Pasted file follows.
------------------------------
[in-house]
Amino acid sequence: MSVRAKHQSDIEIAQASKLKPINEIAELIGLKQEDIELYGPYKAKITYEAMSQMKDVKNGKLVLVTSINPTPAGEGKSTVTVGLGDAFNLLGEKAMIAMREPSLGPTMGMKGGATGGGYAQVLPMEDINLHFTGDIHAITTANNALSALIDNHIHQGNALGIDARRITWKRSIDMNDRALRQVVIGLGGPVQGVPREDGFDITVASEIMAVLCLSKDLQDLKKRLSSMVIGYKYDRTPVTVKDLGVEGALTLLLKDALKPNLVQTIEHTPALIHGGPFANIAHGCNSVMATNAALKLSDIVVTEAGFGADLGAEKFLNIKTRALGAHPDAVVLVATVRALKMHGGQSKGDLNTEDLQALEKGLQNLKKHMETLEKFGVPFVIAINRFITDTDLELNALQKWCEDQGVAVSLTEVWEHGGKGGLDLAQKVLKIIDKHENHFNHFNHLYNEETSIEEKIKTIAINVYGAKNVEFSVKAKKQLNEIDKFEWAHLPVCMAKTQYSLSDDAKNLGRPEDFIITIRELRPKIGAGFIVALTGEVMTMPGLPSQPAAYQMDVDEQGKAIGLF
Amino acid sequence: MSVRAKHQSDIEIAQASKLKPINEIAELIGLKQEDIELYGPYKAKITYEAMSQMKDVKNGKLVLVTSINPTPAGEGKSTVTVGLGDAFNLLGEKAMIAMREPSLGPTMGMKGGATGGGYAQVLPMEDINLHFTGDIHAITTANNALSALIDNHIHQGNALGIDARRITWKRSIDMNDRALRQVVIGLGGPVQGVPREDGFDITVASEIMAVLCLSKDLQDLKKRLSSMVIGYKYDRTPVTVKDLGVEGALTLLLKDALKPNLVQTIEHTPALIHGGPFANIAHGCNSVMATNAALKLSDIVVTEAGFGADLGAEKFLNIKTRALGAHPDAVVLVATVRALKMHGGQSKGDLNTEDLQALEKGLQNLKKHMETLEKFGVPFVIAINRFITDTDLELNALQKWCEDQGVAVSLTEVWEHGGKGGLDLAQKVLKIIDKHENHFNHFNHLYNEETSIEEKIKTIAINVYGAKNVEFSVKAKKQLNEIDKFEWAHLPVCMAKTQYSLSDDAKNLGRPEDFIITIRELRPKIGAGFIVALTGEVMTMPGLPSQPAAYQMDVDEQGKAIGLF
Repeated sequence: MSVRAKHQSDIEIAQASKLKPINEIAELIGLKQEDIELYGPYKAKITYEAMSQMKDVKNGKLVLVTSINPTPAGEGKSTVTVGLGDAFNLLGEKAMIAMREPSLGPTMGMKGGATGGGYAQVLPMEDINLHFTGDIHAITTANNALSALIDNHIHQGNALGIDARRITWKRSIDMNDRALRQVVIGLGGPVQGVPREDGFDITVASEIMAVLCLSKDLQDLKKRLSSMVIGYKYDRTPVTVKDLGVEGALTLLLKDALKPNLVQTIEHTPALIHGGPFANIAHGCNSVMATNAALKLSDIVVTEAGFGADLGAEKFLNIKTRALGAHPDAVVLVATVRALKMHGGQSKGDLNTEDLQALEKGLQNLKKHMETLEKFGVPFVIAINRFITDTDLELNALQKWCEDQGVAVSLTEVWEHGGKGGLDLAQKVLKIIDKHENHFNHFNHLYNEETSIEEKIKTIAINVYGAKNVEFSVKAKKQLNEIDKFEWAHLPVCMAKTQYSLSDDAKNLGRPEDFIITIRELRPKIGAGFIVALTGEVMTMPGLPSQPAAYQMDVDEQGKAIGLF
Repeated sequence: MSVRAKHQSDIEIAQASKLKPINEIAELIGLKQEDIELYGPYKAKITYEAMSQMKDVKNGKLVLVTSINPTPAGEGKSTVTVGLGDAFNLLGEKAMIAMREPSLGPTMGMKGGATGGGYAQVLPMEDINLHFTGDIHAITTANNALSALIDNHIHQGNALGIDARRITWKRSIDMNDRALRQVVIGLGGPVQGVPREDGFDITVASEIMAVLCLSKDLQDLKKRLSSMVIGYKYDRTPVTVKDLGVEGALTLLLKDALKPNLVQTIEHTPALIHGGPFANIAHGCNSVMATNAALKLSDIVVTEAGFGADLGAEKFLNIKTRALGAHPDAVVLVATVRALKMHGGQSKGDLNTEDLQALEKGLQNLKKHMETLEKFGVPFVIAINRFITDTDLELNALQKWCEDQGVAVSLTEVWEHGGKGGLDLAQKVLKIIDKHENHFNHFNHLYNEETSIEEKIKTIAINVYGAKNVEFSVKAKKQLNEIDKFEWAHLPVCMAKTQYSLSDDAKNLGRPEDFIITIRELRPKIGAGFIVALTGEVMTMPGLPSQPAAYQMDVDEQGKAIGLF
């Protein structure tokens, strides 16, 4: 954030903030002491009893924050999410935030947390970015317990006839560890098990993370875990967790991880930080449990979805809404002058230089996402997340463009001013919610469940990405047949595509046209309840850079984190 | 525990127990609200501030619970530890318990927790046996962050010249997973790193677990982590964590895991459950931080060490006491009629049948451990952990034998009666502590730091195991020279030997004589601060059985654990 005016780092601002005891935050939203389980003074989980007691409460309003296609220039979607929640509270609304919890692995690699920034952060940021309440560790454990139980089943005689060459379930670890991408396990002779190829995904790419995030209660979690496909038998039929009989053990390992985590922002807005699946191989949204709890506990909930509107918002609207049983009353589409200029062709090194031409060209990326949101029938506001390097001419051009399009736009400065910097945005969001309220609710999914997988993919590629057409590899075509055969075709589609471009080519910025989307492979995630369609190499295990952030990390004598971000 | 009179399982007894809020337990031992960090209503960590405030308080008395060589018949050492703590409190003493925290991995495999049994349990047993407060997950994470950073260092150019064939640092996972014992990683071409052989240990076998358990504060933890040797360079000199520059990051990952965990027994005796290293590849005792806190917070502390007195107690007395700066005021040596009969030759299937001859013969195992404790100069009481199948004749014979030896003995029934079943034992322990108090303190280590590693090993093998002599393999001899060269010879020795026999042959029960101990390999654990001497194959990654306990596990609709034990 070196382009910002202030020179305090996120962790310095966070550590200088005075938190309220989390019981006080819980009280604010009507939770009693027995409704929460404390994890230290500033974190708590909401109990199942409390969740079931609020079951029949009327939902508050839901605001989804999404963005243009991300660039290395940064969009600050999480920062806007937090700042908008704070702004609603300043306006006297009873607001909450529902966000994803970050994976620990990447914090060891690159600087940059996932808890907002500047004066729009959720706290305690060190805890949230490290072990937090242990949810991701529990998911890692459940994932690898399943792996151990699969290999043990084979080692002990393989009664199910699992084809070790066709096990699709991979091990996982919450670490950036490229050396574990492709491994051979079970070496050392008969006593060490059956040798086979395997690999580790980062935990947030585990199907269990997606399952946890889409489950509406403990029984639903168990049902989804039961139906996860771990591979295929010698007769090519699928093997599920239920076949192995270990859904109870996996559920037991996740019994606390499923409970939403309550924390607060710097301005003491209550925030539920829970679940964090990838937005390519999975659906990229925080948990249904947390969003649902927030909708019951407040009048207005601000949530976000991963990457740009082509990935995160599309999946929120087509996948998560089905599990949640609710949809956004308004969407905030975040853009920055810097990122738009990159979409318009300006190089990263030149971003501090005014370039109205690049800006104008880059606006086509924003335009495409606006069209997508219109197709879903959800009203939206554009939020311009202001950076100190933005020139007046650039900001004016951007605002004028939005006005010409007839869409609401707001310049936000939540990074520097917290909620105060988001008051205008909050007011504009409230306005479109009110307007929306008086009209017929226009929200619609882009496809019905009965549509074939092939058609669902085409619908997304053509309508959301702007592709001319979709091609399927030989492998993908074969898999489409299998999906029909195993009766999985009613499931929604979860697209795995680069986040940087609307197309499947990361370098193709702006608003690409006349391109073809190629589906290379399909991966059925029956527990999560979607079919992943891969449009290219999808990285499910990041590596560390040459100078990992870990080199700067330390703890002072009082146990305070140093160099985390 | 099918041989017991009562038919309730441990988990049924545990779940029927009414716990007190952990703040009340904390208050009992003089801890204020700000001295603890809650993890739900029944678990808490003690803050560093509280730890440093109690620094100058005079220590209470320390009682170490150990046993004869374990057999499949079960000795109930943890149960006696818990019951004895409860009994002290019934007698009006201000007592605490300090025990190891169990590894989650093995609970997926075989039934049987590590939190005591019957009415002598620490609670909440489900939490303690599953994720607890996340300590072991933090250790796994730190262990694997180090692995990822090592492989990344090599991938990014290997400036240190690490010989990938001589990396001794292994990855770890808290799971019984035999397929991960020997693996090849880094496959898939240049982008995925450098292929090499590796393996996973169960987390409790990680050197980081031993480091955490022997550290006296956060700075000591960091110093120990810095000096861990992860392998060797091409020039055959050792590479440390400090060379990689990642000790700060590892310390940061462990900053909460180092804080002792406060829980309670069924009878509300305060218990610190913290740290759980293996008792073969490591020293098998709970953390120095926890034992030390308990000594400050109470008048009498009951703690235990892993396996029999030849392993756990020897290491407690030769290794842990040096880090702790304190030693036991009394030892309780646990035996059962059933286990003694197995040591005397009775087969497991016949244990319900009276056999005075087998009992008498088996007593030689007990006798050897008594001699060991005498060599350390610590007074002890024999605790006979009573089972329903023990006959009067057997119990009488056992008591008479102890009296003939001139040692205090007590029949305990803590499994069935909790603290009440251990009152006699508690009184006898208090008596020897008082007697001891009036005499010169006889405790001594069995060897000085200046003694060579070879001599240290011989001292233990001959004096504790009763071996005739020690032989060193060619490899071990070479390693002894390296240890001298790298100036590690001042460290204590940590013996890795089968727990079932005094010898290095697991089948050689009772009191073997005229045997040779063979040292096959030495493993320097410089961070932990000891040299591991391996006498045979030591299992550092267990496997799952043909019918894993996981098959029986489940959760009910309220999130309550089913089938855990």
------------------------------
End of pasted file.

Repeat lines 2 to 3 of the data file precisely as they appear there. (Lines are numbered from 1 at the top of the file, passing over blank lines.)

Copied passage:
Amino acid sequence: MSVRAKHQSDIEIAQASKLKPINEIAELIGLKQEDIELYGPYKAKITYEAMSQMKDVKNGKLVLVTSINPTPAGEGKSTVTVGLGDAFNLLGEKAMIAMREPSLGPTMGMKGGATGGGYAQVLPMEDINLHFTGDIHAITTANNALSALIDNHIHQGNALGIDARRITWKRSIDMNDRALRQVVIGLGGPVQGVPREDGFDITVASEIMAVLCLSKDLQDLKKRLSSMVIGYKYDRTPVTVKDLGVEGALTLLLKDALKPNLVQTIEHTPALIHGGPFANIAHGCNSVMATNAALKLSDIVVTEAGFGADLGAEKFLNIKTRALGAHPDAVVLVATVRALKMHGGQSKGDLNTEDLQALEKGLQNLKKHMETLEKFGVPFVIAINRFITDTDLELNALQKWCEDQGVAVSLTEVWEHGGKGGLDLAQKVLKIIDKHENHFNHFNHLYNEETSIEEKIKTIAINVYGAKNVEFSVKAKKQLNEIDKFEWAHLPVCMAKTQYSLSDDAKNLGRPEDFIITIRELRPKIGAGFIVALTGEVMTMPGLPSQPAAYQMDVDEQGKAIGLF
Amino acid sequence: MSVRAKHQSDIEIAQASKLKPINEIAELIGLKQEDIELYGPYKAKITYEAMSQMKDVKNGKLVLVTSINPTPAGEGKSTVTVGLGDAFNLLGEKAMIAMREPSLGPTMGMKGGATGGGYAQVLPMEDINLHFTGDIHAITTANNALSALIDNHIHQGNALGIDARRITWKRSIDMNDRALRQVVIGLGGPVQGVPREDGFDITVASEIMAVLCLSKDLQDLKKRLSSMVIGYKYDRTPVTVKDLGVEGALTLLLKDALKPNLVQTIEHTPALIHGGPFANIAHGCNSVMATNAALKLSDIVVTEAGFGADLGAEKFLNIKTRALGAHPDAVVLVATVRALKMHGGQSKGDLNTEDLQALEKGLQNLKKHMETLEKFGVPFVIAINRFITDTDLELNALQKWCEDQGVAVSLTEVWEHGGKGGLDLAQKVLKIIDKHENHFNHFNHLYNEETSIEEKIKTIAINVYGAKNVEFSVKAKKQLNEIDKFEWAHLPVCMAKTQYSLSDDAKNLGRPEDFIITIRELRPKIGAGFIVALTGEVMTMPGLPSQPAAYQMDVDEQGKAIGLF